It's one of Mikio Naruse's first sound films, after he'd quit the Shochiku film company. It's about travelling circus people. It's not much fun and I shouldn't think it's a particularly popular film of his, but it's interesting for what it's saying about 1930s Japan.
What's distinctive about its circus people is that they don't like their lives. "You should quit a job like this. There's nothing good about being an itinerant entertainer." The more principled, likeable characters will also be the ones who are planning to run away from this life and get married, settle down, have an ordinary family, become a recognised violinist, etc. It's a community of people who hate this way of life. One of them makes a semi-conscious suicide attempt. "I've thought many times about running away. That was when I was young and naive."
This is no fun to watch. Either do it or don't do it! Stop moaning about it! Compare all this with Tod Browning's love of American carnivals and circus life, as shown in a number of his films from approximately the same era. It's like the difference between night and day. Browning's circus people can't imagine anything away from sawdust and the ring. They live for it. They form their own communities, as shown most notoriously in Freaks. They're different and proud of it.
Japan, on the other hand, is a country where my language students found it incomprehensible that the word "eccentric" in English could have positive connotations. The circus people here see nothing to celebrate in what they are. Admittedly some don't seem to mind the travelling life, but those are the thieves, liars and pranksters, drawing faces on a sleeping man's bald head or putting insects down someone's back.
In short, circus life is being shown here to be almost shameful. It's an environment of childishness and moral degredation and the only good people are miserable and want to get out. Oh, and family bonds are either missing (orphans), broken (deserted husbands) or unhappy.
Personally I don't like all this, but it's undeniably a strong and consistent viewpoint. It has something to say and it's saying it. It's also a reflection of its culture and its era, so the film is artistically coherent and worth your time from at least that point of view. What's perhaps less successful is that the film's cast is a bit sprawling and lacks focus. The characters include:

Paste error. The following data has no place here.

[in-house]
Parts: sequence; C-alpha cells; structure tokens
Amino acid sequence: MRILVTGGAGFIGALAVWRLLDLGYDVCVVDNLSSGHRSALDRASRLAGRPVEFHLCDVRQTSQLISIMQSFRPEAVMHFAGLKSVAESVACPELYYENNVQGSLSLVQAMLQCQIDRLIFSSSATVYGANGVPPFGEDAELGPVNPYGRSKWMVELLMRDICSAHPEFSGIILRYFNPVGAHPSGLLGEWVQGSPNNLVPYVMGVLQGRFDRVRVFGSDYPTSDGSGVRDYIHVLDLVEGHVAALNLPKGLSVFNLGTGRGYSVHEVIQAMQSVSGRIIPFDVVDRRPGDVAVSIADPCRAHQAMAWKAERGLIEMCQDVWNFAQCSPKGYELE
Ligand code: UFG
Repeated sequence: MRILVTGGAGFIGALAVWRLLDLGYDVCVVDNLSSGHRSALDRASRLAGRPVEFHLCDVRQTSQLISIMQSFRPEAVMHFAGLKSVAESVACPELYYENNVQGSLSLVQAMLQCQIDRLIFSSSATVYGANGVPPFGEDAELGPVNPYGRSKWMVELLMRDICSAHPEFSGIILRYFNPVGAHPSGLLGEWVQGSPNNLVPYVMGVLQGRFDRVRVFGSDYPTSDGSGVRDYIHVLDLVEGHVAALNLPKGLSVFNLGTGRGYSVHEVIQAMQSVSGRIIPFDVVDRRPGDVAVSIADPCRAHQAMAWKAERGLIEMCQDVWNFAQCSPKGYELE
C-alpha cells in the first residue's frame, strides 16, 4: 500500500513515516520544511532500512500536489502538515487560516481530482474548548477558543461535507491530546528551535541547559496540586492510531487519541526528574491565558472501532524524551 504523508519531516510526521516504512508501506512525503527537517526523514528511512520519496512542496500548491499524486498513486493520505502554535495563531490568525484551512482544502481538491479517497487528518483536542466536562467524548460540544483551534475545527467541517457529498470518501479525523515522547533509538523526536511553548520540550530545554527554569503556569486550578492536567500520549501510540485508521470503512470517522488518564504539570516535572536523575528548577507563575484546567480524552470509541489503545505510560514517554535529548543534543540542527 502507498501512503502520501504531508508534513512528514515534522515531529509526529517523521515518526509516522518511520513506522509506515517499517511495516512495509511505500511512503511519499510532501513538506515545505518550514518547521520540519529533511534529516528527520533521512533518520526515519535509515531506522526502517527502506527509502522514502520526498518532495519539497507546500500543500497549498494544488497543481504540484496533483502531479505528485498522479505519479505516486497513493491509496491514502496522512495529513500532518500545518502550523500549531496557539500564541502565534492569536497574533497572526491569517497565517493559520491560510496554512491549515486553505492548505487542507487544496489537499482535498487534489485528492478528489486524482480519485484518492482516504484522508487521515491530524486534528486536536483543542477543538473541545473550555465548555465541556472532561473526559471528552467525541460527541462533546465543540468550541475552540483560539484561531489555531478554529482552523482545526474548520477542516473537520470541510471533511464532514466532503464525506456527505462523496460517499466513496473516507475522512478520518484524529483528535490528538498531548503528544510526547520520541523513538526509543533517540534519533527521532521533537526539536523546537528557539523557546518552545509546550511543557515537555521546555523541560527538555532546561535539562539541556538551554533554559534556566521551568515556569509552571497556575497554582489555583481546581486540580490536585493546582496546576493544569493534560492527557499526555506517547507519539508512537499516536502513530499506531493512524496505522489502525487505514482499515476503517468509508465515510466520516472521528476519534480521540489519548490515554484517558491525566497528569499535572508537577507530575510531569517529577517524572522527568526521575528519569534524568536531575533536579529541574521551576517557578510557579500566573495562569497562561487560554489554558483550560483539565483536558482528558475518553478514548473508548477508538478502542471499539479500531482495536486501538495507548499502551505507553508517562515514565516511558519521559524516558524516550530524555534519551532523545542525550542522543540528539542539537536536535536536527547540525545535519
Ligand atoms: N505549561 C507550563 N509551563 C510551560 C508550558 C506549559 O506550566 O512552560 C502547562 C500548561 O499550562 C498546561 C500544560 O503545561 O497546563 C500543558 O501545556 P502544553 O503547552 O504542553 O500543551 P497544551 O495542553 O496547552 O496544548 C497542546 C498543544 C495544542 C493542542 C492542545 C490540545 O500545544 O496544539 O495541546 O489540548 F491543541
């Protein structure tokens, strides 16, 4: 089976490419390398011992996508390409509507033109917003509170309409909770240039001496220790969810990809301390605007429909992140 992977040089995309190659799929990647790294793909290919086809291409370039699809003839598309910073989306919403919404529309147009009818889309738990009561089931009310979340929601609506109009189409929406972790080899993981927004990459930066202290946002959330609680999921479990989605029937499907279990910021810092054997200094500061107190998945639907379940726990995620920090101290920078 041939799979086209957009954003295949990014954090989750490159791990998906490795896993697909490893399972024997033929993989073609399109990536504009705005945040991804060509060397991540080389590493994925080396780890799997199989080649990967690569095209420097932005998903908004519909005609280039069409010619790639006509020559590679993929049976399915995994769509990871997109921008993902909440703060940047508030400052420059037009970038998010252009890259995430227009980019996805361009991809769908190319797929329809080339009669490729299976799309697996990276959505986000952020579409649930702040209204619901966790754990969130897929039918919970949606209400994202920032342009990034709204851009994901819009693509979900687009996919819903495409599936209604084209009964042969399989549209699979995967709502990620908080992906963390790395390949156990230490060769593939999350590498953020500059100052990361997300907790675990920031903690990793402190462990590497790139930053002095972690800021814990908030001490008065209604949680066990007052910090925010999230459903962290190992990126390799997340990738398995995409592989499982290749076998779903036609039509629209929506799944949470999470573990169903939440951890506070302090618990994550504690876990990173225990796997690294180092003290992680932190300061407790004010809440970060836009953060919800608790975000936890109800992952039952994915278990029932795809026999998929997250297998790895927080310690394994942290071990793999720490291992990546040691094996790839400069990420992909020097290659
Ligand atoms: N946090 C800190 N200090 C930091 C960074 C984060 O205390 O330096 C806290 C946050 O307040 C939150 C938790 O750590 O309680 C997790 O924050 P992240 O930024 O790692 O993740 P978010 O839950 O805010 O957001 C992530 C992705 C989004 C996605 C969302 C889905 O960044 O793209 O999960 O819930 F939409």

1. The title's Five Men, who are in fact musicians rather than clowns, acrobats or anything like that. They're a wandering brass band, trying to live off gigs like school sports days that are about to get cancelled. One's a womaniser. The others are merely prone to sexual harassment. There's a scene where the womaniser gets caught out in a lie about a stomach ache and everyone's laughing as if it's Scooby Doo. That scene doesn't work.
2. There's a different circus, which already has a band. Unfortunately they're about to go on strike at the owner's attitude.
3. That owner is being horrible to everyone because he was devastated when his wife left him. We can sympathise, but that's still not a reason to be a cock.
4. There's a minor motif of fathers and daughters. The owner has two daughters, both of whom would like to leave, while another old man regrets something he did a long time ago. "I abandoned a child. If she's still alive, she'd be about ten now." He's the film's best character, especially in his relationship with that ten-year-old girl. I liked his scenes.
5. Both daughters have slightly haunting relationships with men. Both have desires. Neither is looking likely to act on them and/or get those desires fulfilled. They'll stay with the circus, unless of course they die first.
There are some strong scenes and poignant almost-relationships tucked away in this movie. They'll linger with you, if you let them. The woman pursuing the womaniser. (The moment where she cries in a suppressed fashion is the one where we first see her point of view, but I found myself feeling sorry for her later in the scene where she's giving presents to all the Five Men.) The not-daughter. The sad lack of applause for the singer, after he's been all but dragged on stage to do something he's not trained for. The still worse reaction to the violinist. The roads not taken.
This is like watching several overlapping films. There's a strong Mikio Naruse movie here, mixed in with an drifting semi-narrative about the circus life and its insalubrious or unhappy characters. There's a movie about difficult families. There's another about poverty. On the other hand, I think there's also attempted humour, but it's not particularly successful and Naruse would do better in other films. Personally I wouldn't really recommend this one, but it's thought-provoking and I'd never just dismiss it as "bad".